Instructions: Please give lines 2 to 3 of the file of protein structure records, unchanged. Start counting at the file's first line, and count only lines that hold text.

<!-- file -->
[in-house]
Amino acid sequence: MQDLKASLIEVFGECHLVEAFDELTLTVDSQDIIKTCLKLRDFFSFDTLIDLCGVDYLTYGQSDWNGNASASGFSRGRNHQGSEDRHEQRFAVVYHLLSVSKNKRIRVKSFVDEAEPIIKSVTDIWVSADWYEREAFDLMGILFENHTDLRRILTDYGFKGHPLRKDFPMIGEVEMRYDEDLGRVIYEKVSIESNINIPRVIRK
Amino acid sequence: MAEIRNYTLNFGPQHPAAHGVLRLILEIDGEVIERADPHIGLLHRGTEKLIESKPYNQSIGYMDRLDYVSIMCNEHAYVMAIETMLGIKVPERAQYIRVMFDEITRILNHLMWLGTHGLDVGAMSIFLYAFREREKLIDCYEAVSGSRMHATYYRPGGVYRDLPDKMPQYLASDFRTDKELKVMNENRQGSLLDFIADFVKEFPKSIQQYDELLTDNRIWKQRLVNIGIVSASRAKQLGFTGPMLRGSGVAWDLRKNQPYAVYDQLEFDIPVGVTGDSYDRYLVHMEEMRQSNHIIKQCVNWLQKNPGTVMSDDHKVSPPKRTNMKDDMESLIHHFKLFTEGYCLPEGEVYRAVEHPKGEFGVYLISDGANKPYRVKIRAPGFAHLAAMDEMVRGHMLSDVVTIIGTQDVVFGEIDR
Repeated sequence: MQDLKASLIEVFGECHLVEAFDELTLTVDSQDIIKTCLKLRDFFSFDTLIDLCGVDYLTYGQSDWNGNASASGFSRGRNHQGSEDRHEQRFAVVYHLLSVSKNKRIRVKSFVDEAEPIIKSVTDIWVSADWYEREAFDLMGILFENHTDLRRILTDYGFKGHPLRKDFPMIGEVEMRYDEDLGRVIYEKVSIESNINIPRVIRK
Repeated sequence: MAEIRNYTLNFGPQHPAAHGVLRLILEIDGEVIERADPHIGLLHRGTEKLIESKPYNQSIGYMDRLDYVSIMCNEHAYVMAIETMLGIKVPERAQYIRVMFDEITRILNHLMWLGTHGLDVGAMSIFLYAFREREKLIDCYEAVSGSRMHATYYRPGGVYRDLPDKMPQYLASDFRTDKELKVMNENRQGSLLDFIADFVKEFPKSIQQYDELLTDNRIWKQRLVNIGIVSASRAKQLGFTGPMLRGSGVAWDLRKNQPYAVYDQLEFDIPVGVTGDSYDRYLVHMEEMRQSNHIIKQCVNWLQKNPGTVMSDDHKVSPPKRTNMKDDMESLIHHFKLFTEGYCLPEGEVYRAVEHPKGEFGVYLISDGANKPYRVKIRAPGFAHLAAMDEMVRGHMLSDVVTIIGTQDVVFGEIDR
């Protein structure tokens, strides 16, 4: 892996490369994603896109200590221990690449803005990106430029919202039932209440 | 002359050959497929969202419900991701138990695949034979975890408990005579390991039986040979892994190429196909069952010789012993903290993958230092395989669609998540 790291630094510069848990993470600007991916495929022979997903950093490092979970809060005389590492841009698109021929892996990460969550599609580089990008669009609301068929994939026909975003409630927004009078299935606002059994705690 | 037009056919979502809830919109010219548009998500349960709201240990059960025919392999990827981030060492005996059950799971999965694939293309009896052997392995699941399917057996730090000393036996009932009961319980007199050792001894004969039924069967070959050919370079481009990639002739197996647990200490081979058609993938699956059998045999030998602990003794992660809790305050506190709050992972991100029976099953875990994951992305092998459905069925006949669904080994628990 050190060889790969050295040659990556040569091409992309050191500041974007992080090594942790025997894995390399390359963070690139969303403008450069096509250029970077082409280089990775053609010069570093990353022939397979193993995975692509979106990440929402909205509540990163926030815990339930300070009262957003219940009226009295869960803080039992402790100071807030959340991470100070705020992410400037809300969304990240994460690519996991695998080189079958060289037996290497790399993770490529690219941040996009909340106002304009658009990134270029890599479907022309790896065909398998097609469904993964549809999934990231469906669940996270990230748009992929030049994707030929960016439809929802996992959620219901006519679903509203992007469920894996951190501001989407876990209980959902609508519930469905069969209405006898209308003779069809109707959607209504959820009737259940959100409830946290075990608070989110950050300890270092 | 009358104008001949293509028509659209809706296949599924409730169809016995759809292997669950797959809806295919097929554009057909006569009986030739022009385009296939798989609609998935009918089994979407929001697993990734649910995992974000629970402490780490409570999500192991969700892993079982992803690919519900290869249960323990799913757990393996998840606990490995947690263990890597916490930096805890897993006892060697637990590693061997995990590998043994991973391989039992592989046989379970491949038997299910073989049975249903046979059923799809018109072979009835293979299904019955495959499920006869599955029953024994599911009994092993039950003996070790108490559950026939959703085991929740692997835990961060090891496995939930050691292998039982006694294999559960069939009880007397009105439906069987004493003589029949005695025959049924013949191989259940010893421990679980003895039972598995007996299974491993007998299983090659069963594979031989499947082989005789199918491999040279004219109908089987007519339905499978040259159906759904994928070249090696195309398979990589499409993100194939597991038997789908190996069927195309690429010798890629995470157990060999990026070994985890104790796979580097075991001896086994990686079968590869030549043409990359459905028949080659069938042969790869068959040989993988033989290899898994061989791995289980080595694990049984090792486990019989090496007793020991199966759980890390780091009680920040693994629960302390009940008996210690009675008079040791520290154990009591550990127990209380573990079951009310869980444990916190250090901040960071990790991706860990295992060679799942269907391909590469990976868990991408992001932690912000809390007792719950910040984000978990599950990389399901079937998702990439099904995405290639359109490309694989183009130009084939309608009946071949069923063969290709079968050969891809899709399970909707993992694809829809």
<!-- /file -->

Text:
Amino acid sequence: MQDLKASLIEVFGECHLVEAFDELTLTVDSQDIIKTCLKLRDFFSFDTLIDLCGVDYLTYGQSDWNGNASASGFSRGRNHQGSEDRHEQRFAVVYHLLSVSKNKRIRVKSFVDEAEPIIKSVTDIWVSADWYEREAFDLMGILFENHTDLRRILTDYGFKGHPLRKDFPMIGEVEMRYDEDLGRVIYEKVSIESNINIPRVIRK
Amino acid sequence: MAEIRNYTLNFGPQHPAAHGVLRLILEIDGEVIERADPHIGLLHRGTEKLIESKPYNQSIGYMDRLDYVSIMCNEHAYVMAIETMLGIKVPERAQYIRVMFDEITRILNHLMWLGTHGLDVGAMSIFLYAFREREKLIDCYEAVSGSRMHATYYRPGGVYRDLPDKMPQYLASDFRTDKELKVMNENRQGSLLDFIADFVKEFPKSIQQYDELLTDNRIWKQRLVNIGIVSASRAKQLGFTGPMLRGSGVAWDLRKNQPYAVYDQLEFDIPVGVTGDSYDRYLVHMEEMRQSNHIIKQCVNWLQKNPGTVMSDDHKVSPPKRTNMKDDMESLIHHFKLFTEGYCLPEGEVYRAVEHPKGEFGVYLISDGANKPYRVKIRAPGFAHLAAMDEMVRGHMLSDVVTIIGTQDVVFGEIDR